For some, the only thing as important as knowing about Paul Ryan's political plan is knowing about what he looks like shirtless- and others have huge problem with that.
One of the top searches added to the end of Paul Ryan's name on Google was "Paul Ryan shirtless," which came just after "Paul Ryan budget" and "Paul Ryan Wikipedia," but before any such searches that include questions about his political views. Although some find it a little bit funny, others feel dismayed that so much more attention is being paying to something so trivial.
The issue has become a growing concern for some, who feel that Americans have a lack of knowledge about political candidates before they vote. They may know that Paul Ryan enjoys being fit or partaking in P90 X, but fail to learn the points of his budget plan or his stance on major social issues.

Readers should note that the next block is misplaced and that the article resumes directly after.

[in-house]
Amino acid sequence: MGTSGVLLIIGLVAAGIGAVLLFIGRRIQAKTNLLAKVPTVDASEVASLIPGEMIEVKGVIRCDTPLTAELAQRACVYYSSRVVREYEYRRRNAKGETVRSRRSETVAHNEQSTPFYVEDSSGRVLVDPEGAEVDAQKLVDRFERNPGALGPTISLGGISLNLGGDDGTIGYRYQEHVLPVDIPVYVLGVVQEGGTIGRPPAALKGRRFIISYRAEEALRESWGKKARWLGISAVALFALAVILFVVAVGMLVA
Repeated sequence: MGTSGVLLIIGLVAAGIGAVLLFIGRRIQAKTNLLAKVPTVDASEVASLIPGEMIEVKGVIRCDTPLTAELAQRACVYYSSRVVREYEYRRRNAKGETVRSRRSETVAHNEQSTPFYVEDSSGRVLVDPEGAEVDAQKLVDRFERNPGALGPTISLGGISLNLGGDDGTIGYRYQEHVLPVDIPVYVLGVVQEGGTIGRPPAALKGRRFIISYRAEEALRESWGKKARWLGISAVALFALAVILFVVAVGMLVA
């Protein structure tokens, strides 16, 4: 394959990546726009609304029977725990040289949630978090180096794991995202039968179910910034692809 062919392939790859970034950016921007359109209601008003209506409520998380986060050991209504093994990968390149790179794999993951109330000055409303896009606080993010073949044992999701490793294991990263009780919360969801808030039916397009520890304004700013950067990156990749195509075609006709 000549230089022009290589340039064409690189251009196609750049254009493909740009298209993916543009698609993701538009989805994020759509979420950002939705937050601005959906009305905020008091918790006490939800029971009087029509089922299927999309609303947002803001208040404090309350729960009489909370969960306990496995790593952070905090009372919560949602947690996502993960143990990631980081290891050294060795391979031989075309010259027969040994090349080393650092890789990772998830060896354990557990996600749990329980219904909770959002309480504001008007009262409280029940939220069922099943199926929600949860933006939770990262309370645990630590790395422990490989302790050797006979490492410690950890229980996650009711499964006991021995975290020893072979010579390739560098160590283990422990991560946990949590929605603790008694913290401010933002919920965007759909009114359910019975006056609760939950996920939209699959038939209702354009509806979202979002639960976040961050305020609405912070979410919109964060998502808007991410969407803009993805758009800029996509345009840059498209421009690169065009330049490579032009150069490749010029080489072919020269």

Evidence of American's lacking political background can be seen in the exit polls from those who voted for Obama. Based on exiting poll information provided by blogger Jim Hayek, people who favored less government control and the ability to build their own wealth over wealth distribution still voted for Obama in the 2008 election, even after he promoted plans which were the opposite of that.
A different survey, reported on by USA Today in 2008, also revealed that Americans had more knowledge of "American Idol" than they did of civic documents. The report showed that 56 percent of Americans were aware that Paul Abdul was a judge on "American Idol" verses only 21 percent who knew that the phrase "government of the people, by the people, for the people" came from Lincoln's Gettysburg Address.
"Without knowledge of your country's history, key texts and institutions, you don't have a frame of reference to judge the politics and policies of today," Richard Brake, head of the institute's American Civic Literacy Program, told the news site.
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